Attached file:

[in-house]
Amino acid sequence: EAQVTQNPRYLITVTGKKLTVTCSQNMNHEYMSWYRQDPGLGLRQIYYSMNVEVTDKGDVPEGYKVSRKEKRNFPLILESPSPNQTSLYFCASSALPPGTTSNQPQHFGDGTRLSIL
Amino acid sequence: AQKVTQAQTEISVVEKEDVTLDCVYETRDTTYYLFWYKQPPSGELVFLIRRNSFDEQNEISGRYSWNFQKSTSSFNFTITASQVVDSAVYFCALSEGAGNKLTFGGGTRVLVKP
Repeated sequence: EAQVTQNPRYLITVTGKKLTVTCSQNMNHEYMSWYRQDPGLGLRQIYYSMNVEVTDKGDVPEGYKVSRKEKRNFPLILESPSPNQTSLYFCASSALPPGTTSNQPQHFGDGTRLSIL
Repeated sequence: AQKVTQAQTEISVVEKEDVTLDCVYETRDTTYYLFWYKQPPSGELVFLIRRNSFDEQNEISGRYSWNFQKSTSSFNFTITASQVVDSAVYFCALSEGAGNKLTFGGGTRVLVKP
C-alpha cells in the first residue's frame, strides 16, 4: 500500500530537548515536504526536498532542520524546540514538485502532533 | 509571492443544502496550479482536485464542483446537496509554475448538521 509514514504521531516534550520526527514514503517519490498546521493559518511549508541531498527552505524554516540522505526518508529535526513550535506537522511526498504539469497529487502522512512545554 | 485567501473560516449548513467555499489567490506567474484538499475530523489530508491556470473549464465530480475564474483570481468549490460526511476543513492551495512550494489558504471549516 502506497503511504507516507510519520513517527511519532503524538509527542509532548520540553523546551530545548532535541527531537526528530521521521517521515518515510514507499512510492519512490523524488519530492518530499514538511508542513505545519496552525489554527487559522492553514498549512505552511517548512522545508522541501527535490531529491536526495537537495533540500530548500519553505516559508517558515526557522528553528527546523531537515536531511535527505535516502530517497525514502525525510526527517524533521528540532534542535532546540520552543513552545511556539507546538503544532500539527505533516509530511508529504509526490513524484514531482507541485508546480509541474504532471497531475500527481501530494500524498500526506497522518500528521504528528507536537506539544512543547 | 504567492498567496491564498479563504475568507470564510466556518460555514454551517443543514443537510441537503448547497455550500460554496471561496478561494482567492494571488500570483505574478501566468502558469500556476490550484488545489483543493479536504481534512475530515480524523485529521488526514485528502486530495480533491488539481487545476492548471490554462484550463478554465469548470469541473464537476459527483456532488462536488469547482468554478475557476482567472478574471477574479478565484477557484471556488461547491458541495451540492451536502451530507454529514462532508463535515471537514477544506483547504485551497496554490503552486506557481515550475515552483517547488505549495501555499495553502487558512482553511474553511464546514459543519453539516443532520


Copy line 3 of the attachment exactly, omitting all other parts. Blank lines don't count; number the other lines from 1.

Amino acid sequence: AQKVTQAQTEISVVEKEDVTLDCVYETRDTTYYLFWYKQPPSGELVFLIRRNSFDEQNEISGRYSWNFQKSTSSFNFTITASQVVDSAVYFCALSEGAGNKLTFGGGTRVLVKP